PROs can offer the insight into symptoms experienced by patients that may be underreported by standard screening methods for adverse drug events. Therefore, in the HIV setting, PROs can be a valuable tool to find the best ART strategies for individual patients. To our knowledge, there has been only one published study which compared PROs among PLWH who were either treatment naive or virologically suppressed and randomized to receive bictegravir/emtricitabine/tenofovir alafenamide (B/F/TAF) versus abacavir/dolutegravir/lamivudine (ABC/DTG/3TC) [30]. Despite the two-drug regimen are chemically very similar they differ substantially on PROs.

Findings showed that over approximately 1 year of follow-up after initiating or switching antiretroviral treatments, B/F/TAF was associated with fewer bothersome symptoms, especially nausea and vomiting, as well as sleep difficulties, than with ABC/DTG/3TC, as measured with HIV-SI and Pittsburgh Sleep Quality Index. These results demonstrate that PROs may contribute importantly to appropriate treatment choice and clinical decision making.

The most widely considered PRO in HIV is Health Related Quality of life (HRQoL). This is a multidimensional construct concerned with the impact of health on an individual’s perception of their wellbeing and level of functioning in important areas of their life [31]. The constitution of the World Health Organisation, adopted in 1946, states that “Health is a state of complete physical, mental and social well-being” [32]. Reflecting this, HRQoL is often conceptualised as having physical, mental and social domains [33].

A systematic review of reviews identified several validated generic and HIV specific pragmatic tools for assessing HRQoL in HIV interventions and clinical care. The selection of a HRQoL measure is likely to be influenced by the context in which it is to be used. Several studies recommended the use of a health-utility measure, the EQ-5D alongside an HIV-specific measure (the MOS-HIV, PROQOL HIV, or WHOQOL BREF-HIV) to obtain HIV-specific quality of life [34, 35, 36, 37].

In a highly cited paper by Lazarus et al., it was suggested to add HRQoL as ‘fourth 90’ to the testing and treatment target, i.e., to ensure that 90% of people with viral load suppression have good health-related quality of life [38]. This measure of success is still far from being reached. In a UK cross-sectional study comparing more than 3000 PLWH with more than 7000 members of the general population, HRQoL scores were significantly lower among PLWH, 75% of whom were virally suppressed. Scores remained significantly lower even when the analysis was restricted to virally suppressed PLWH [39].

Public health outcomes

In 2015, WHO attempted to combine clinical and public health outcomes for aging by defining healthy aging as the process of developing and maintaining the functional ability that enables well-being in older age [40]. This construct derives from the relationship of two entities: “intrinsic capacity”, that is the composite of all cognitive and physical functioning of the individual, and the environment.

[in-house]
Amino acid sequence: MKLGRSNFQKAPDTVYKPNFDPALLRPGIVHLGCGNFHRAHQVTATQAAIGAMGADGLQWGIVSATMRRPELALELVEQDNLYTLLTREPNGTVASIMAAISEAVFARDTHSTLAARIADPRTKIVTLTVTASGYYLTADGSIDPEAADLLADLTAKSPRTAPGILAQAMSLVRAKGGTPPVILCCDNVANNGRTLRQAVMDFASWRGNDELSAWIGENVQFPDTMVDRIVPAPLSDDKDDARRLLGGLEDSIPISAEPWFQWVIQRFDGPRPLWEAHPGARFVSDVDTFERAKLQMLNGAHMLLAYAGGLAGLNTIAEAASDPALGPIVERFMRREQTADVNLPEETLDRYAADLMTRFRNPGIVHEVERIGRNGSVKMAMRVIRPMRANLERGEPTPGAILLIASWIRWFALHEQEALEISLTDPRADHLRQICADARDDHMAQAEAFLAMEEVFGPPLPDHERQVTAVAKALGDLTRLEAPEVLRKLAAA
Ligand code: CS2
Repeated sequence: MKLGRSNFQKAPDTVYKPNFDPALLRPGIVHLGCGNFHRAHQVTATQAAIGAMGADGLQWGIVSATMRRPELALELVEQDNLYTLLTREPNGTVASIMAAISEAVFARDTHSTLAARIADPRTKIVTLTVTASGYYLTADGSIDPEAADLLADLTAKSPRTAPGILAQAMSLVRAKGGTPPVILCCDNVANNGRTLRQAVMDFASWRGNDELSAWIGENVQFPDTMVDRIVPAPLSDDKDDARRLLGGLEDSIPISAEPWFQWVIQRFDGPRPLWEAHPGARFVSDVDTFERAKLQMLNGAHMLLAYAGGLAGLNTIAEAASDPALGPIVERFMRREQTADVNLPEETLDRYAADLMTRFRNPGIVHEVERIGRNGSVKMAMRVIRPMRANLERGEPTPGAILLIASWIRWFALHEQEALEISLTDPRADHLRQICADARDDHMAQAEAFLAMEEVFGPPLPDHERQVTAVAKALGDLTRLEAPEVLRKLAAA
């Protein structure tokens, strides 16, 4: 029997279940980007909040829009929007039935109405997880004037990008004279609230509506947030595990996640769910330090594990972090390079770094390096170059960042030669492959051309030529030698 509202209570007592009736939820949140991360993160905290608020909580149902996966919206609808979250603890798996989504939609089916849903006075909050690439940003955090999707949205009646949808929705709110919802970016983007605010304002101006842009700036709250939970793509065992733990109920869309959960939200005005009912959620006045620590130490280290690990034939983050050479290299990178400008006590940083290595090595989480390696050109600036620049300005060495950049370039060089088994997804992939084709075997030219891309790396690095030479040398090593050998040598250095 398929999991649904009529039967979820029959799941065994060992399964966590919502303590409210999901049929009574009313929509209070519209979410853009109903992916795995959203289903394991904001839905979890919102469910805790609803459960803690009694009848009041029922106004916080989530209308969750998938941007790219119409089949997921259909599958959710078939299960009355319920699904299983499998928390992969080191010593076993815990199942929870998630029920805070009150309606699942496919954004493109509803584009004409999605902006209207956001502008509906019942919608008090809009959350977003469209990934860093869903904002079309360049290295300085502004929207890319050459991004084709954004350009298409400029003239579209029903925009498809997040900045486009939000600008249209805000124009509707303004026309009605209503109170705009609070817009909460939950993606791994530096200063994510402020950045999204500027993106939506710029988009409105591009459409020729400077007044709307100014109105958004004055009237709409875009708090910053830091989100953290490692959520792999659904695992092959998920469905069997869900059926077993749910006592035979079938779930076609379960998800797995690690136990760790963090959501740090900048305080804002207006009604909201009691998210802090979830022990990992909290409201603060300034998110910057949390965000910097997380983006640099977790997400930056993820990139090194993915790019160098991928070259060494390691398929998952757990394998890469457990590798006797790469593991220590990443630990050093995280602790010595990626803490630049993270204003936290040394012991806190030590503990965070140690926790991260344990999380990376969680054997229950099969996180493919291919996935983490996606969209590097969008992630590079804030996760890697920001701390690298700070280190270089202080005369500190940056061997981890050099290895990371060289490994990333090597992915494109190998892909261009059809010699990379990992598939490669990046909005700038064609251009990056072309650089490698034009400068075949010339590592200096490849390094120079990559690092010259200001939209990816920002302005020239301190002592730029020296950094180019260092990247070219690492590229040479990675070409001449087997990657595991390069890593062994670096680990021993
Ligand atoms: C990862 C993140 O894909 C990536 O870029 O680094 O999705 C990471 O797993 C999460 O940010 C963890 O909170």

Assessing intrinsic capacity is both a multidisciplinary and a multidimensional process, designed to evaluate the individual’s biology on the basis of five functional domains: locomotion, cognition, psychology, vitality, and sensory [41]. Healthy aging starts at birth with the genetic inheritance (one component of intrinsic capacity).

Personal characteristics such as sex, ethnicity, education and occupation influence the individual’s opportunities. The functional ability construct reinforces the need for a reshaped healthcare model. On this basis, HIV management should employ a patient-centred approach, in which community and health systems interact mutually.

The provision of integrated care is key for older people. The WHO guidelines on integrated care for older people (ICOPE) propose evidence-based recommendations for health care professionals to prevent, slow or reverse declines in the physical and mental capacities of older people [42]. These recommendations require countries to place the needs and preferences of older adults at the centre and to coordinate care. The ICOPE Guidelines will allow countries to improve the health and well-being of their older populations, and to move closer to the achievement of universal health coverage with high quality care for all at all ages.

The ICOPE guidelines aim to assist health care professionals in clinical settings to detect declines in physical and mental capacity and to deliver effective interventions to prevent and delay progression of disease and disability. National guidance will also benefit from drawing on these ICOPE guidelines. The ICOPE guidelines can inform the inclusion of Healthy Ageing interventions in the basic benefits package for pursuing universal health coverage at the community level.

Services need to be oriented around the needs of older people rather than the needs of the providers themselves. Services should respond to a diversity of older people that ranges from those with high and stable levels of intrinsic capacity through those with declining capacity, to people whose capacity has deteriorated to the point of needing the care and support of others. This is the doorway to a more comprehensive assessment of the health and social care needs of older people. This assessment leads to a comprehensive care plan that integrates strategies to reverse, slow or prevent further declines in capacities, treatment of diseases and social care needs.